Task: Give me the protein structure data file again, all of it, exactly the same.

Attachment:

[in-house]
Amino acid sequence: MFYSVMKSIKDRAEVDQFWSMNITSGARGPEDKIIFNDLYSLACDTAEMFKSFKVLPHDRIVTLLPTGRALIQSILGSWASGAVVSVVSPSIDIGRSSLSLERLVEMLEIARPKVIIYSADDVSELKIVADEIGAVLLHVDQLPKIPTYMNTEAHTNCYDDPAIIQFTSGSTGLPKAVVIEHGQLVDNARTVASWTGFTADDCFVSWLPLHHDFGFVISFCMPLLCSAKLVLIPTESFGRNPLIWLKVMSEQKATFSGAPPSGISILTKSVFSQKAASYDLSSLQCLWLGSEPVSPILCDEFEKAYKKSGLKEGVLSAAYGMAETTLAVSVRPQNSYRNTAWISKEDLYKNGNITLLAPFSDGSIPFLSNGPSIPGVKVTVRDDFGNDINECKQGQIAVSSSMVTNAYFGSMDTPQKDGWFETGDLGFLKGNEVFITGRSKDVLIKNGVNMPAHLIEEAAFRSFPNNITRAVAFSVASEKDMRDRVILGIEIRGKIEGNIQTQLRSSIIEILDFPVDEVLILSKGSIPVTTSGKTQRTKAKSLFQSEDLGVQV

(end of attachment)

[in-house]
Amino acid sequence: MFYSVMKSIKDRAEVDQFWSMNITSGARGPEDKIIFNDLYSLACDTAEMFKSFKVLPHDRIVTLLPTGRALIQSILGSWASGAVVSVVSPSIDIGRSSLSLERLVEMLEIARPKVIIYSADDVSELKIVADEIGAVLLHVDQLPKIPTYMNTEAHTNCYDDPAIIQFTSGSTGLPKAVVIEHGQLVDNARTVASWTGFTADDCFVSWLPLHHDFGFVISFCMPLLCSAKLVLIPTESFGRNPLIWLKVMSEQKATFSGAPPSGISILTKSVFSQKAASYDLSSLQCLWLGSEPVSPILCDEFEKAYKKSGLKEGVLSAAYGMAETTLAVSVRPQNSYRNTAWISKEDLYKNGNITLLAPFSDGSIPFLSNGPSIPGVKVTVRDDFGNDINECKQGQIAVSSSMVTNAYFGSMDTPQKDGWFETGDLGFLKGNEVFITGRSKDVLIKNGVNMPAHLIEEAAFRSFPNNITRAVAFSVASEKDMRDRVILGIEIRGKIEGNIQTQLRSSIIEILDFPVDEVLILSKGSIPVTTSGKTQRTKAKSLFQSEDLGVQV